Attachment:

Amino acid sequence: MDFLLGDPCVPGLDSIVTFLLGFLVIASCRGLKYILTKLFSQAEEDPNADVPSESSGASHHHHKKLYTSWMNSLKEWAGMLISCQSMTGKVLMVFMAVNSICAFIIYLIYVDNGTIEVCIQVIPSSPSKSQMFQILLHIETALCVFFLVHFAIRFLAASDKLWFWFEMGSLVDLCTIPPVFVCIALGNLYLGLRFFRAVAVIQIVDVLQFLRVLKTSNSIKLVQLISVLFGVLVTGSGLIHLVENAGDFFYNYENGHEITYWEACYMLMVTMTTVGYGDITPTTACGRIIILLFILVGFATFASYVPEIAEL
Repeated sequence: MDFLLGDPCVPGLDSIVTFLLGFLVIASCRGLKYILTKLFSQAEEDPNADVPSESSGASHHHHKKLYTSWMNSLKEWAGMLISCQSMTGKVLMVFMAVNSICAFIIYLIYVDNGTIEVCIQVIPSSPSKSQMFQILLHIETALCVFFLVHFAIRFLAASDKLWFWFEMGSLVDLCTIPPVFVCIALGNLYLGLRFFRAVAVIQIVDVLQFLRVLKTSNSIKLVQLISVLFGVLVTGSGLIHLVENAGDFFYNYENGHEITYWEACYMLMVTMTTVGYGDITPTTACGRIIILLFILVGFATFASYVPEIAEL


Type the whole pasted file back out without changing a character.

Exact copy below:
Amino acid sequence: MDFLLGDPCVPGLDSIVTFLLGFLVIASCRGLKYILTKLFSQAEEDPNADVPSESSGASHHHHKKLYTSWMNSLKEWAGMLISCQSMTGKVLMVFMAVNSICAFIIYLIYVDNGTIEVCIQVIPSSPSKSQMFQILLHIETALCVFFLVHFAIRFLAASDKLWFWFEMGSLVDLCTIPPVFVCIALGNLYLGLRFFRAVAVIQIVDVLQFLRVLKTSNSIKLVQLISVLFGVLVTGSGLIHLVENAGDFFYNYENGHEITYWEACYMLMVTMTTVGYGDITPTTACGRIIILLFILVGFATFASYVPEIAEL
Repeated sequence: MDFLLGDPCVPGLDSIVTFLLGFLVIASCRGLKYILTKLFSQAEEDPNADVPSESSGASHHHHKKLYTSWMNSLKEWAGMLISCQSMTGKVLMVFMAVNSICAFIIYLIYVDNGTIEVCIQVIPSSPSKSQMFQILLHIETALCVFFLVHFAIRFLAASDKLWFWFEMGSLVDLCTIPPVFVCIALGNLYLGLRFFRAVAVIQIVDVLQFLRVLKTSNSIKLVQLISVLFGVLVTGSGLIHLVENAGDFFYNYENGHEITYWEACYMLMVTMTTVGYGDITPTTACGRIIILLFILVGFATFASYVPEIAEL